The COVID-19 pandemic caused a lot of financial hardship for many people with Furloughs, redundancies and a general downturn in the economy. In an attempt to weather the storm the Government introduced the Coronavirus Act 2020 which placed restrictions on Landlords being able to repossess their properties. This Act increased the notice period that a Landlord had to give to tenants to 6 months and also put a stop on any court cases and evictions going ahead. This has all changed this year as the Covid related restrictions have been relaxed. In this article we will look at how these restrictions have changed and what the current rules are.
Notice periods for taking eviction action have been at a historic high of 6 months, but this changed at the beginning of June 2021, where the notice period was reduced to 4 months for almost all cases. There were exceptions for reasons of anti-social behaviour, certain cases of domestic abuse, no right to rent and also excessive rent arrears of greater than 4 months. In these cases, the notice period is lower at around 2-4 weeks depending on the situation:
- anti-social behaviour (immediate to 4 weeks’ notice)
- domestic abuse in the social sector (2 to 4 weeks’ notice)
- false statement (2 to 4 weeks’ notice)
- over 4 months’ accumulated rent arrears (4 weeks’ notice)
- breach of immigration rules ‘Right to Rent’ (2 weeks’ notice)
- death of a tenant (2 months’ notice)
The notice period for rent arrears will change again from the 1st of August 2021 and for rent arrears of less than 4 months, the notice period that must be given will reduce to 2 months. For serious arrears, which will be defined as arrears of 4 months or more, the notice period from the 1st of August will stay at 4 week’s notice.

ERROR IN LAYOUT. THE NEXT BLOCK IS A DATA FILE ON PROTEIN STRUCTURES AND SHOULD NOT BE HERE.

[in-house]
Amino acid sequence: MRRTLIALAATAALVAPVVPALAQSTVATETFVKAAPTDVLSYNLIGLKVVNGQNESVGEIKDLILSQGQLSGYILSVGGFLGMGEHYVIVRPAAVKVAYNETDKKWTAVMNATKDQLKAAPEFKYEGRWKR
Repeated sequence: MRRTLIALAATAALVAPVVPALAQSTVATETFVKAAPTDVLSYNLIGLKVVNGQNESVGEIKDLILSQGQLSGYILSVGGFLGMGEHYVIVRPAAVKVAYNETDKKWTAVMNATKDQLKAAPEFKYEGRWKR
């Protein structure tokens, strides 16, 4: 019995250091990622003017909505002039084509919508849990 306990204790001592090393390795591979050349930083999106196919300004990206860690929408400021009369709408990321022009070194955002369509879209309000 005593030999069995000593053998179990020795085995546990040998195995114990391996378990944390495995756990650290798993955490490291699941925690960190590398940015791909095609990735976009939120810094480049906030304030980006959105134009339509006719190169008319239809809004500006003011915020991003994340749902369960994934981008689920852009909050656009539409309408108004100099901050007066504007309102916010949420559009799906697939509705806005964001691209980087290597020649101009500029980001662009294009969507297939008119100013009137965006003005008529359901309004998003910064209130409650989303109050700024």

Landlords have been able to take repossession cases to court since the 20th of September 2020 but had to follow the revised Practice Directions PD55c before a case could be heard at court. These new Directions were due to end at the end of July 2021 but have been extended to the end of November 2021. Although the new directions do not stop potential court proceedings, they are very prescriptive in the steps that must be taken and the documents which must be presented to the court for the case to be heard. If these new steps have not been followed, then the court can refuse to hear the case. It is important that Landlords and tenants follow these directions to ensure that any case is heard appropriately.
Bailiff enforced repossessions
These repossessions, where a court order had been granted were banned from the 17th of November 2020 to the 31st of May 2021, except in the most serious of cases. Where a landlord has a valid warrant of possession, bailiffs must give 14 days’ notice of an eviction and have been asked to stay any action if they have been made aware that anyone in the household has COVID-19 symptoms or if they are self-isolating.
The current rules around evictions are very dynamic currently and much depends on when the initial action was taken and for what reasons, for a more detailed explanation of all the potential permutations please see this informative Government website. In this rapidly shifting framework, it is important that both landlords and tenants keep themselves fully up-to-speed with the prevailing rules.